According to the uncontested opinion of Dr. John R. Frazier, a ComEd witness, an internal contamination of 109 nanocuries of Cobalt-60 will give Hennessy a "50-year committed dose" of 24 millirem. That means that over the next 50 years Hennessy will receive as a result of the internal contamination, a total radiation dose to the whole body from Cobalt-60 of 24 millirems. Frazier Aff. at para. 9. The term "dose" is a general term denoting a quantity of radiation or energy absorbed either into matter or persons. "Dose equivalent" is the quantity used to express the amount of effective absorbed dose resulting from radiation exposure of persons. The common unit for dose equivalent is the "rem." The term "millirem" is one one-thousandth of one rem. See Frazier Aff. at paras. 11-16.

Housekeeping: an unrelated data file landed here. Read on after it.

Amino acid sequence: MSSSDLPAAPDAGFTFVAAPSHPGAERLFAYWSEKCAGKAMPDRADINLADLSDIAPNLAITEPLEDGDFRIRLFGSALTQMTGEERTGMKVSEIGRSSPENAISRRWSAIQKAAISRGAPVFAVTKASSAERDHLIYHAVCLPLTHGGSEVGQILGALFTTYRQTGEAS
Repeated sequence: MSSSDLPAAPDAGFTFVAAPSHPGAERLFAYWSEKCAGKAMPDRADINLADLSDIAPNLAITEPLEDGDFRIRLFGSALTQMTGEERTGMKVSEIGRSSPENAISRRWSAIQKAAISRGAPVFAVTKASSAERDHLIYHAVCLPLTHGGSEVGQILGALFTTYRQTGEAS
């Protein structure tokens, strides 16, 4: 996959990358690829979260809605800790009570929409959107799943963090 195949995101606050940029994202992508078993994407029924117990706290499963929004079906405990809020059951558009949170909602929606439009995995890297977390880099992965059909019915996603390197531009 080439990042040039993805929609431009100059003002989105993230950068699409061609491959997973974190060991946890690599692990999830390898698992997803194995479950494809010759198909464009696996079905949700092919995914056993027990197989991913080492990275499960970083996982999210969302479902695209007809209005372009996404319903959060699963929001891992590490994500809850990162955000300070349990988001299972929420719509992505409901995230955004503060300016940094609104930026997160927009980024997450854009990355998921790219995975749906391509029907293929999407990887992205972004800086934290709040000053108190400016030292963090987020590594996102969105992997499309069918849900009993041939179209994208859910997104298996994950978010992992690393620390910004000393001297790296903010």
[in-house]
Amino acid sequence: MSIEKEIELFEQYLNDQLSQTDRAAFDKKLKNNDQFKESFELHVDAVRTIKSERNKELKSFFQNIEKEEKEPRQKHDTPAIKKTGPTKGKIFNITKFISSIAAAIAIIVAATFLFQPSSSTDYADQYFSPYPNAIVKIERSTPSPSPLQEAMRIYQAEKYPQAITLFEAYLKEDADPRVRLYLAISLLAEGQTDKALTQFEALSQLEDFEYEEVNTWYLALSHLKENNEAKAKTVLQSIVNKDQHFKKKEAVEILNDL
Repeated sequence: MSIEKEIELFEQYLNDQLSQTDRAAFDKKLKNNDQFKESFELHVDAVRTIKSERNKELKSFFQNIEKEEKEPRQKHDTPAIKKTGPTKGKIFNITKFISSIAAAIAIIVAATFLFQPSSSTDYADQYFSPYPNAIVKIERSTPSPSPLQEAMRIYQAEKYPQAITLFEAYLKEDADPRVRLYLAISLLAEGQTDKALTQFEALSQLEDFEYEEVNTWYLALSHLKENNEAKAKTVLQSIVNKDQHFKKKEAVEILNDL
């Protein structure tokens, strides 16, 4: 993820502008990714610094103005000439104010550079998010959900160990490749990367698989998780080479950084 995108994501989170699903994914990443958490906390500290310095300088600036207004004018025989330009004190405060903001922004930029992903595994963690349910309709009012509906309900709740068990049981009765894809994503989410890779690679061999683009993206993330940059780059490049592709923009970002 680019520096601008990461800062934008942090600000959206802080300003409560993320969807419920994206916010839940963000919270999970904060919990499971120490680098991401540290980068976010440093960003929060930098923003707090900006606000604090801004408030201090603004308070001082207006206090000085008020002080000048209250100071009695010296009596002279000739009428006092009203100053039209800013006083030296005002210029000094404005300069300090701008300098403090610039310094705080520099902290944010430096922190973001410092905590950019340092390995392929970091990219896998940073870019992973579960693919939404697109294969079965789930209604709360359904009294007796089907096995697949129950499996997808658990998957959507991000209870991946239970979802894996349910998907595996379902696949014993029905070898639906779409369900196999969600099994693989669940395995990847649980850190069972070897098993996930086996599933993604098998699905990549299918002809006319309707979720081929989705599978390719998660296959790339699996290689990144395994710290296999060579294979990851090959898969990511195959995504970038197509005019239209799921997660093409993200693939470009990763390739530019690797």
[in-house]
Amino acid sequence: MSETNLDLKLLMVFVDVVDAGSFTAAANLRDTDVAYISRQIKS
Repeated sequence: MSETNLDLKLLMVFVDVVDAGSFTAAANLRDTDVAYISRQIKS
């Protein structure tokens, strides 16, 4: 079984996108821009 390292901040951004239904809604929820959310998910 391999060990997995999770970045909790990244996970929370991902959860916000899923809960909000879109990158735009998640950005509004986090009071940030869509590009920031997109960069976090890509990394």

By contrast to the 24 millirem dose resulting from the internal contamination, a review of Hennessy's film badge records indicates that during the years 1979 through 1985, Hennessy received the following doses as a result of external contamination: 1,732 millirems in 1979, 50 millirems in 1980, 3,880 millirems in 1981, 1,470 millirems in 1982, 3,025 millirems in 1983, 3,940 millirems in 1984, and 2,092 millirems in 1985. Frazier Aff. at para. 35. The biological effects from an external dose to a specific organ or tissue are not different from the biological effects from an internal dose of equal magnitude to the same organ or tissue. Frazier Aff. at para. 28.